With many residents frustrated over drivers careening down neighborhood side streets, some individuals and community groups are looking to the city’s Neighborhood Slow Streets program for relief.
The traffic-calming initiative transforms multi-block zones into reduced-speed areas to improve roadway safety. One month, until March 24, remains for 2017 applications.
The Slow Streets zones, which are meant to include areas of 10 to 15 blocks, use visual and physical cues in an effort to slow drivers to 20 miles per hour. “The program emphasizes quick-install and low-cost fixes, such as signage, pavement markings, and speed humps,” the city said in a January announcement.
Dorchester is already testing the waters in the Talbot-Norfolk area, with a pilot Boston Transportation Department community process giving way to final design stages, according to department spokeswoman Tracey Ganiatsos.
Transportation officials are tweaking the plan based on feedback, she said, and implementation of the Talbot Norfolk Triangle Neighborhood Slow Streets project, as well as the Stonybrook project in Jamaica Plain, will take place this year.
“From application to implementation, a full community process is incorporated into the Neighborhood Slow Streets program to give neighbors new opportunities to work in partnership with the city to improve safety in their neighborhoods,” Boston Transportation Department Commissioner Gina Fiandaca said in a statement. “When these projects are completed, we expect to see slower speeds and happier residents.”
The city broadened the scope of the initiative in January, welcoming neighborhoods to apply for the program by late March. A community process and initial design work on selected applications will begin later in 2017.
On Tuesday morning, Ganiatsos said that the department had not yet received formal applications, though it has heard from residents who plan to submit proposals.
Ken Lynch of the John W. McCormack Civic Association told the organization at its monthly meeting on Tuesday evening that a group of neighbors had submitted an application for the area of the Polish Triangle, with some of the roads including Roseclair, St. Margaret, Boston, and Mayhew streets.
“So, we have kids. I have children,” said Lynch, a Roseclair Street resident. “And the kids cross the street to get to school. It’s a concern that’s been expressed by all my neighbors.”
Other meeting members highlighted streets where drivers zoom along above the posted speed limits, such as Mt. Vernon and Harvest streets.
In selecting neighborhoods to join the program (there is no current estimate as to how many zones will be chosen) officials will account for factors like site crash history, the number of youths and older adults living in the neighborhood, and proximity to schools, parks, and community centers.
Applicants can bolster their case with letters of support from civic groups, neighbors, and elected representatives. Shane Pac with City Councillor Frank Baker’s office said they would support the application.
State Rep. Dan Hunt noted that transportation and traffic regularly consume discussions across the commonwealth. “This is the number one complaint I see at the 15 civic associations that are in the district that I represent,” he said. “And for the 36 years that I’ve lived in Dorchester and Boston... it’s always been an issue.”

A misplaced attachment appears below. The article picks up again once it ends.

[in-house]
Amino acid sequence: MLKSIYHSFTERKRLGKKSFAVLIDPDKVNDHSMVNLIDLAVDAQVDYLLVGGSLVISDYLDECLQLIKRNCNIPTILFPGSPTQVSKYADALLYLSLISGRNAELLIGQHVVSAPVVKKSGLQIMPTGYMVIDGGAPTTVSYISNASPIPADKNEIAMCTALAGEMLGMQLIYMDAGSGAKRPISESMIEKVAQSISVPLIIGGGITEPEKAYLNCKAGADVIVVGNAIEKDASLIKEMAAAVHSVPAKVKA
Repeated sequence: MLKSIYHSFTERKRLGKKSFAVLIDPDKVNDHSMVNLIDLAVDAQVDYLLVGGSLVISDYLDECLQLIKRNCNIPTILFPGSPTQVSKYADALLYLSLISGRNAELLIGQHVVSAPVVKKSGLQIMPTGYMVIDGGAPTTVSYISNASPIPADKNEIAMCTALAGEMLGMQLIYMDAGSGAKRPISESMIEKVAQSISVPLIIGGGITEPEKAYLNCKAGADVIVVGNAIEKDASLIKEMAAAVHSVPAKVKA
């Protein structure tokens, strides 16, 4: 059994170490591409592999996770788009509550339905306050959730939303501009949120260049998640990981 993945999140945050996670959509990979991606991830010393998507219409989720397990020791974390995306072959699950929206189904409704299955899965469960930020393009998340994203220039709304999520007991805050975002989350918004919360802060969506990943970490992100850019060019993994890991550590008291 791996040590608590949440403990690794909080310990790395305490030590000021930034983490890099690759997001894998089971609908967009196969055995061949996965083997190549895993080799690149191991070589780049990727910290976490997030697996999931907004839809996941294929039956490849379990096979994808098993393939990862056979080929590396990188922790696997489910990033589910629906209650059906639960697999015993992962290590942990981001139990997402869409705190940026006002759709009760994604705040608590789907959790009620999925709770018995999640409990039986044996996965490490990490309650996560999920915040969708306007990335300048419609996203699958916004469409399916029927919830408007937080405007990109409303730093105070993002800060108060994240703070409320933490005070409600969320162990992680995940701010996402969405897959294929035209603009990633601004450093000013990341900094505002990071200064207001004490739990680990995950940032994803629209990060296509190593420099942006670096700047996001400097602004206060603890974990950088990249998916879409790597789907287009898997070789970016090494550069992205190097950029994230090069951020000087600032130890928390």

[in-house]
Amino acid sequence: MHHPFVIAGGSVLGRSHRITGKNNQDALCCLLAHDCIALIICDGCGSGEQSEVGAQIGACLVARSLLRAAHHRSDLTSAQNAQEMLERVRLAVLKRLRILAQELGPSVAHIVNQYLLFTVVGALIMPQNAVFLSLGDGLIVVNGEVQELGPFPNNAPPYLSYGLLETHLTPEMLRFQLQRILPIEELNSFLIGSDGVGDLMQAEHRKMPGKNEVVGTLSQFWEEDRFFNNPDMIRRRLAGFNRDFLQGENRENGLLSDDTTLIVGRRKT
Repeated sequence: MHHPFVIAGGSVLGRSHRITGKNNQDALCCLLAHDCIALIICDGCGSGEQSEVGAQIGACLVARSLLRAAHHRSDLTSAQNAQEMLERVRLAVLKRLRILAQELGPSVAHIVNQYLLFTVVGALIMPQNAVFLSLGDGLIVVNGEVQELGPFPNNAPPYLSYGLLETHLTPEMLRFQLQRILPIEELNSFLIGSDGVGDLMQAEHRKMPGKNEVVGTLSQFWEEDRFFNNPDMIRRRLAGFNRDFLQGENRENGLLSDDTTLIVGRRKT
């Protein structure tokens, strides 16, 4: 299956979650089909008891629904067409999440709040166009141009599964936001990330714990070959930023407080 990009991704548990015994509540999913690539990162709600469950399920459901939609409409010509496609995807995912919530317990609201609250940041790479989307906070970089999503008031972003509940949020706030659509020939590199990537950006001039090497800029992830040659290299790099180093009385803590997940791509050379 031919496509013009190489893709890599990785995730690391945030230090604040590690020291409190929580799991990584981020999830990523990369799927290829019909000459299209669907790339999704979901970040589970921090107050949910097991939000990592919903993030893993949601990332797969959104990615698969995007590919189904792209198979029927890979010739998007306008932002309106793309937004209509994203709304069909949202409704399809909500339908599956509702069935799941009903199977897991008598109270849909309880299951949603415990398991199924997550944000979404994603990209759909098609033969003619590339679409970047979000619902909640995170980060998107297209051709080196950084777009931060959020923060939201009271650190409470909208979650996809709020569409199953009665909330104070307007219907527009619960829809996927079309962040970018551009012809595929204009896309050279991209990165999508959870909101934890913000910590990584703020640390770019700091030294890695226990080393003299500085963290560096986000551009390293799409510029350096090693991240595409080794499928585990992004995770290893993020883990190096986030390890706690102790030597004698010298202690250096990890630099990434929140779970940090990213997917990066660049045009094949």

He lauded Councillor Baker as “a tour de force” on the traffic issue, having pushed for the now-implemented 25 mile-per-hour city speed limit. The Slow Streets initiative, in carving out entire neighborhood zones with consistent signage and speed-mitigating measures, complements those efforts, Hunt said.
“I think the Menino administration made some great strides, but I think the mayor’s office has really spent a lot of time figuring out the best way to do it, and they’ve tried to do a number of things responding to people who want one-way streets or certain signage and it’s only created other problems,” Hunt said. “The mayor this time around dedicated some serious dollars to taking a real smart look at it.”
Other Dorchester groups are mulling participation in the program. Some Savin Hill residents have been meeting to refine an application, said Ryan Murphy. After reaching out for the city for clarification, he said, the group is gathering signatures and plans to present the proposal to the Columbia-Savin Hill Civic Association and the C-11 police district for approval.
The Hancock Street Civic Association discussed the program earlier in February. Civic president Marti Glynn said the scale of the application radius would require extensive collaboration with other nearby civic groups, which could be difficult within the time frame given, and it is unlikely they will move forward with the application.
“Community groups are encouraged to submit applications with whatever information they have available and we will contact them for more details as necessary,” Ganiatsos said in an email. “Residents are also reminded that it is an annual program and we plan to accept new applications each year, so there will be further opportunities to get involved in the program.”